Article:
As Ingalls, Landon quickly became America’s favorite family man, a loving husband and doting father. Everyday life on the farm was the series’ backdrop as the residents of Walnut Grove dealt with poverty, illness, alcoholism, prejudice, domestic abuse and faith. And though Little House on the Prairie was a drama, there were many light moments of comedy. Each episode told a story that touched many viewers in a special way, deep in the heart. Landon was not only the star; he was also the chief creative force of the show, as the director of 90 episodes and writer of 48.

Melissa Gilbert, who lost her own father at age 11, had a special bond with Landon both on- and offscreen, saying he was very much of a second father. She often spent time with Landon’s family when not filming. They drifted apart after Landon’s highly publicized breakup with second wife Lynn and subsequent marriage to makeup artist Cindy Clerico, some 20 years his junior.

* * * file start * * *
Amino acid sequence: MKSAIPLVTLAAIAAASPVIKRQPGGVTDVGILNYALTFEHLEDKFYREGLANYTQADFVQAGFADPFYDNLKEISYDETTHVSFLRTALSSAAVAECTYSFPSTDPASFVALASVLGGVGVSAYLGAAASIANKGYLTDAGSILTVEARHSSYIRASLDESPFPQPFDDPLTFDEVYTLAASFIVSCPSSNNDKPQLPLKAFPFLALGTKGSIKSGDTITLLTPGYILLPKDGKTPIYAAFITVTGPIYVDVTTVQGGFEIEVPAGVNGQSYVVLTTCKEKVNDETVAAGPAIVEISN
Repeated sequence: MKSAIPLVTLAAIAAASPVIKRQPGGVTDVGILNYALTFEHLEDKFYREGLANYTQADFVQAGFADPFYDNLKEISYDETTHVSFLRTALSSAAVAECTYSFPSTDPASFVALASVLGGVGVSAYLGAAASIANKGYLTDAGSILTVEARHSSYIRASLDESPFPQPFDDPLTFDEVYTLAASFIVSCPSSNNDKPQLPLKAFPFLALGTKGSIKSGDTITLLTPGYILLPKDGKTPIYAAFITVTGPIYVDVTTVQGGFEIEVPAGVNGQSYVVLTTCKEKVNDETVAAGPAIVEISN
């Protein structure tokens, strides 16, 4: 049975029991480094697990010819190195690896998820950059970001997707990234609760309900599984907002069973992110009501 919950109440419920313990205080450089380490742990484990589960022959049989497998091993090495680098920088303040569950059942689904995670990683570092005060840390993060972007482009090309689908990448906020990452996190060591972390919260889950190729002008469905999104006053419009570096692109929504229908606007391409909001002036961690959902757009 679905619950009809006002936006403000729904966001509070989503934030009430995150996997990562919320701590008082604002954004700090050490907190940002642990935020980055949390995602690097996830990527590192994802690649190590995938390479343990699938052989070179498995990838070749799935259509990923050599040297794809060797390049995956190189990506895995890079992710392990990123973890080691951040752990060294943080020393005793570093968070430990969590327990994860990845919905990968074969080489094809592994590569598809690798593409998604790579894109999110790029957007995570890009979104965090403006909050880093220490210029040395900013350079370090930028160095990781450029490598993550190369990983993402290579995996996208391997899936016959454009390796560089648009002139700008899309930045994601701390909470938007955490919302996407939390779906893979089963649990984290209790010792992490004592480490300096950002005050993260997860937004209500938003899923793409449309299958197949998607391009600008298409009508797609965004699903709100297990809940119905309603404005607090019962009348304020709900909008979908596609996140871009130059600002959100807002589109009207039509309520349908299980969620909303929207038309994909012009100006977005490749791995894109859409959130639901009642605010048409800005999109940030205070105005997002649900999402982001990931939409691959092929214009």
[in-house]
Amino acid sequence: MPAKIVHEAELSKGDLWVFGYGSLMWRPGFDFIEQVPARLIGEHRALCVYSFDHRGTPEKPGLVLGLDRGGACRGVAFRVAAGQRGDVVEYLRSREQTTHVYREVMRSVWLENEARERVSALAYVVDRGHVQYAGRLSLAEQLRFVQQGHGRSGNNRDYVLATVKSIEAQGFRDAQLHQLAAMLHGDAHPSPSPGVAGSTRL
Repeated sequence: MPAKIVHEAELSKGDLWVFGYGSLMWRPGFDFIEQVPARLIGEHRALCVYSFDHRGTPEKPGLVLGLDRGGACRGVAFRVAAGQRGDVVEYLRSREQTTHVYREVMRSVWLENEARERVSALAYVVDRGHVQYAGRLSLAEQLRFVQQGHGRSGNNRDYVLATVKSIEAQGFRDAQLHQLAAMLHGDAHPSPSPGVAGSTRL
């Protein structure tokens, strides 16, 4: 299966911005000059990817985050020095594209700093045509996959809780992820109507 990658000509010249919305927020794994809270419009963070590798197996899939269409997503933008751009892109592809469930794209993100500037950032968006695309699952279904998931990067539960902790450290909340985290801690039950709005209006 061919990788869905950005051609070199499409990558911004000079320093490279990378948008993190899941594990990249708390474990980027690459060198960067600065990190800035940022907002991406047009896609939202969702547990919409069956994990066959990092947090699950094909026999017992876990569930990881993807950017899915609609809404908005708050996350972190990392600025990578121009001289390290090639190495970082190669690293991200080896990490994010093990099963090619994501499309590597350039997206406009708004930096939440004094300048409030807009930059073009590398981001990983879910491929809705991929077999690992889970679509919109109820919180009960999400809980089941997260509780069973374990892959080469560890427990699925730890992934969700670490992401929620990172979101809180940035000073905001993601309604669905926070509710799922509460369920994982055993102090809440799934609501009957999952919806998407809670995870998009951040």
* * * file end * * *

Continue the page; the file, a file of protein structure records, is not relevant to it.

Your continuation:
Little House on the Prairie was nominated for 17 Primetime Emmys and three Golden Globes in its run. In 1982 the show was retooled as Little House: A New Beginning, and though Landon continued to occasionally write and direct for the show, A New Beginning did not feature Charles and Caroline. It ran for one year and then concluded with three made-for-television movies.

Following Up Little House

HIGHWAY TO HEAVEN, from left: Victor French, Michael Landon, 1984-1989. ph: Mario Casilli / TV Guide /© NBC /courtesy Everett Collection

Mario Casilli/TV Guide/NBC/courtesy Everett Collection